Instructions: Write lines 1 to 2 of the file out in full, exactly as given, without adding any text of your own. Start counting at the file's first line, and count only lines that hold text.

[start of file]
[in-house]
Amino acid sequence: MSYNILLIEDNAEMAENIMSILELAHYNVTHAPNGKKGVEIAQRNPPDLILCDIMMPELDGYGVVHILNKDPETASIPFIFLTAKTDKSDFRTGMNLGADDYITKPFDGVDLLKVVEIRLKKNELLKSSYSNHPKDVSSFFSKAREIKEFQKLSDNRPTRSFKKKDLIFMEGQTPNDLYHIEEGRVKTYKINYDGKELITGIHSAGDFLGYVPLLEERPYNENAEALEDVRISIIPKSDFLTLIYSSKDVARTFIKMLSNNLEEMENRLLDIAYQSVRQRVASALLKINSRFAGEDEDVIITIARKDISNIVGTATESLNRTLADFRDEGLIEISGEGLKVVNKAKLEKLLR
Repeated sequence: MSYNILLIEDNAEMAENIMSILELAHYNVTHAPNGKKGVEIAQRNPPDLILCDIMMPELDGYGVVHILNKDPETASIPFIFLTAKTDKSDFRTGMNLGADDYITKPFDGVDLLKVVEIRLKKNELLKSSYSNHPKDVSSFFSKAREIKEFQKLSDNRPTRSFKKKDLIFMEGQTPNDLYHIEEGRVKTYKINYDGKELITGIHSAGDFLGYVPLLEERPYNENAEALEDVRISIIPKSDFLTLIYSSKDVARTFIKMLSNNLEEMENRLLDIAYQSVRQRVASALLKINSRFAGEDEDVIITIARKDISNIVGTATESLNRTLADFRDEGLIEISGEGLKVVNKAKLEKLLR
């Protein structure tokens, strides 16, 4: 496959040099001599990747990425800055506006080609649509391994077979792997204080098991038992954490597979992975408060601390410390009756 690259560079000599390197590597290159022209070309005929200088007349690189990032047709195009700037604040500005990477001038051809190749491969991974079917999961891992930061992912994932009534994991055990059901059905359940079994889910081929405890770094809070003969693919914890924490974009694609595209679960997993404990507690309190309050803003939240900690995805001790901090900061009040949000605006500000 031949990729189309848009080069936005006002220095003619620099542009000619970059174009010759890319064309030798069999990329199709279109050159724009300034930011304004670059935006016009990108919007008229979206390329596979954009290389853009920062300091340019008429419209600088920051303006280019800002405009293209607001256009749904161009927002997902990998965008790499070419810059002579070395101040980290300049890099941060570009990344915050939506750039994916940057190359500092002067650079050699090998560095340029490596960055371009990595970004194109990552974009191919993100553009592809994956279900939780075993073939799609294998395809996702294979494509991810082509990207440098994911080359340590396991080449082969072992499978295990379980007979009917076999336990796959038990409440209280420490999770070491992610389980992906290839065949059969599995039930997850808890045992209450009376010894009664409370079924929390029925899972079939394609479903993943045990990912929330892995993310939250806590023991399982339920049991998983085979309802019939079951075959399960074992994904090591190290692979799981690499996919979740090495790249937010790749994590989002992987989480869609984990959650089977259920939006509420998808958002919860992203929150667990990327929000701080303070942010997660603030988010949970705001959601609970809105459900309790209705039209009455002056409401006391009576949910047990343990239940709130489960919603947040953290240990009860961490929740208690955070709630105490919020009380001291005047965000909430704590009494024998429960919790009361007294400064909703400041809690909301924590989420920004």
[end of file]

[in-house]
Amino acid sequence: MSYNILLIEDNAEMAENIMSILELAHYNVTHAPNGKKGVEIAQRNPPDLILCDIMMPELDGYGVVHILNKDPETASIPFIFLTAKTDKSDFRTGMNLGADDYITKPFDGVDLLKVVEIRLKKNELLKSSYSNHPKDVSSFFSKAREIKEFQKLSDNRPTRSFKKKDLIFMEGQTPNDLYHIEEGRVKTYKINYDGKELITGIHSAGDFLGYVPLLEERPYNENAEALEDVRISIIPKSDFLTLIYSSKDVARTFIKMLSNNLEEMENRLLDIAYQSVRQRVASALLKINSRFAGEDEDVIITIARKDISNIVGTATESLNRTLADFRDEGLIEISGEGLKVVNKAKLEKLLR